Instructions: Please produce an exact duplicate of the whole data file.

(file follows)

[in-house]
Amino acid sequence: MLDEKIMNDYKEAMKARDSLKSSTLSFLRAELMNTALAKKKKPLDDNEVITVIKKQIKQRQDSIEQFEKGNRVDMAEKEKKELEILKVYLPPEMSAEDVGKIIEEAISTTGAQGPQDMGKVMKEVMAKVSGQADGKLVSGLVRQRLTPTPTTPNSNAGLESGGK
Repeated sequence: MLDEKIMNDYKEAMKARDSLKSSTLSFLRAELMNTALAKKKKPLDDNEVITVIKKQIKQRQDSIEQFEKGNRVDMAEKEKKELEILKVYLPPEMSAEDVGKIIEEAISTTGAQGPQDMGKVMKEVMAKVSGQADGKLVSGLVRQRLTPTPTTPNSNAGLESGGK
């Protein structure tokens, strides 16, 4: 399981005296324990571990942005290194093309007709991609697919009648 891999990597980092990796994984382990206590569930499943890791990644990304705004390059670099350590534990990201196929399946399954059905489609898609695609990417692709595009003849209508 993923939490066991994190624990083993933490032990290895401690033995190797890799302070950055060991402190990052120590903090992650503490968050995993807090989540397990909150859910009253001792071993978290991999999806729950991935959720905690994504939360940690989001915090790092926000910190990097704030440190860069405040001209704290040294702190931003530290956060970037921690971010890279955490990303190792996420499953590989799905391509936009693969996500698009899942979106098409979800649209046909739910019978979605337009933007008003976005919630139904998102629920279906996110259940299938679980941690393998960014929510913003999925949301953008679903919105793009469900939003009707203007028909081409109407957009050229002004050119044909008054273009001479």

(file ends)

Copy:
[in-house]
Amino acid sequence: MLDEKIMNDYKEAMKARDSLKSSTLSFLRAELMNTALAKKKKPLDDNEVITVIKKQIKQRQDSIEQFEKGNRVDMAEKEKKELEILKVYLPPEMSAEDVGKIIEEAISTTGAQGPQDMGKVMKEVMAKVSGQADGKLVSGLVRQRLTPTPTTPNSNAGLESGGK
Repeated sequence: MLDEKIMNDYKEAMKARDSLKSSTLSFLRAELMNTALAKKKKPLDDNEVITVIKKQIKQRQDSIEQFEKGNRVDMAEKEKKELEILKVYLPPEMSAEDVGKIIEEAISTTGAQGPQDMGKVMKEVMAKVSGQADGKLVSGLVRQRLTPTPTTPNSNAGLESGGK
């Protein structure tokens, strides 16, 4: 399981005296324990571990942005290194093309007709991609697919009648 891999990597980092990796994984382990206590569930499943890791990644990304705004390059670099350590534990990201196929399946399954059905489609898609695609990417692709595009003849209508 993923939490066991994190624990083993933490032990290895401690033995190797890799302070950055060991402190990052120590903090992650503490968050995993807090989540397990909150859910009253001792071993978290991999999806729950991935959720905690994504939360940690989001915090790092926000910190990097704030440190860069405040001209704290040294702190931003530290956060970037921690971010890279955490990303190792996420499953590989799905391509936009693969996500698009899942979106098409979800649209046909739910019978979605337009933007008003976005919630139904998102629920279906996110259940299938679980941690393998960014929510913003999925949301953008679903919105793009469900939003009707203007028909081409109407957009050229002004050119044909008054273009001479």